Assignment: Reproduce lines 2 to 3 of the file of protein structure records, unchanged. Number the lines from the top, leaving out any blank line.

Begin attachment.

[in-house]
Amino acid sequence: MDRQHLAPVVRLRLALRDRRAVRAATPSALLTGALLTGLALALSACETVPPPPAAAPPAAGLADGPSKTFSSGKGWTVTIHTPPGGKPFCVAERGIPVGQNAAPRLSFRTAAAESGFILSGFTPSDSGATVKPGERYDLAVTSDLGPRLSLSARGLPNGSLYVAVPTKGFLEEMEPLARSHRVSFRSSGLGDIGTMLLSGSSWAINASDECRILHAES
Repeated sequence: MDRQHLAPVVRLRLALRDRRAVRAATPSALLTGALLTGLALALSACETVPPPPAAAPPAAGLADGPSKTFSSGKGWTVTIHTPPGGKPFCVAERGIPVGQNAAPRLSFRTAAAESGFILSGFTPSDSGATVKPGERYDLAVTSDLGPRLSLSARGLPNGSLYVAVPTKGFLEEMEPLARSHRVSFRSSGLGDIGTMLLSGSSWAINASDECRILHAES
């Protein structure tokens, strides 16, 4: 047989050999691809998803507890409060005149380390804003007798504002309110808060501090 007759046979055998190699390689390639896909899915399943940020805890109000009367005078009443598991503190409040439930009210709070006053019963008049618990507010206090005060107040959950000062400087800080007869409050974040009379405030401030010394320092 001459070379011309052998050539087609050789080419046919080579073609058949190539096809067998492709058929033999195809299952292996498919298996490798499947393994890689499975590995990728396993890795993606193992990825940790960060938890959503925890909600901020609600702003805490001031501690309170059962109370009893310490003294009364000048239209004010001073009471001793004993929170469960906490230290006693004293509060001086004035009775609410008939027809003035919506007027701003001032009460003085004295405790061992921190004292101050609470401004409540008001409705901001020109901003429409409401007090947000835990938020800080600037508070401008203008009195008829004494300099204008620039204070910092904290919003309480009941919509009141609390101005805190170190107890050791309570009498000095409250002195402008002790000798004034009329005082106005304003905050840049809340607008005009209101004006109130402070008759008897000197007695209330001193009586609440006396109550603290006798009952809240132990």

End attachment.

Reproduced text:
Amino acid sequence: MDRQHLAPVVRLRLALRDRRAVRAATPSALLTGALLTGLALALSACETVPPPPAAAPPAAGLADGPSKTFSSGKGWTVTIHTPPGGKPFCVAERGIPVGQNAAPRLSFRTAAAESGFILSGFTPSDSGATVKPGERYDLAVTSDLGPRLSLSARGLPNGSLYVAVPTKGFLEEMEPLARSHRVSFRSSGLGDIGTMLLSGSSWAINASDECRILHAES
Repeated sequence: MDRQHLAPVVRLRLALRDRRAVRAATPSALLTGALLTGLALALSACETVPPPPAAAPPAAGLADGPSKTFSSGKGWTVTIHTPPGGKPFCVAERGIPVGQNAAPRLSFRTAAAESGFILSGFTPSDSGATVKPGERYDLAVTSDLGPRLSLSARGLPNGSLYVAVPTKGFLEEMEPLARSHRVSFRSSGLGDIGTMLLSGSSWAINASDECRILHAES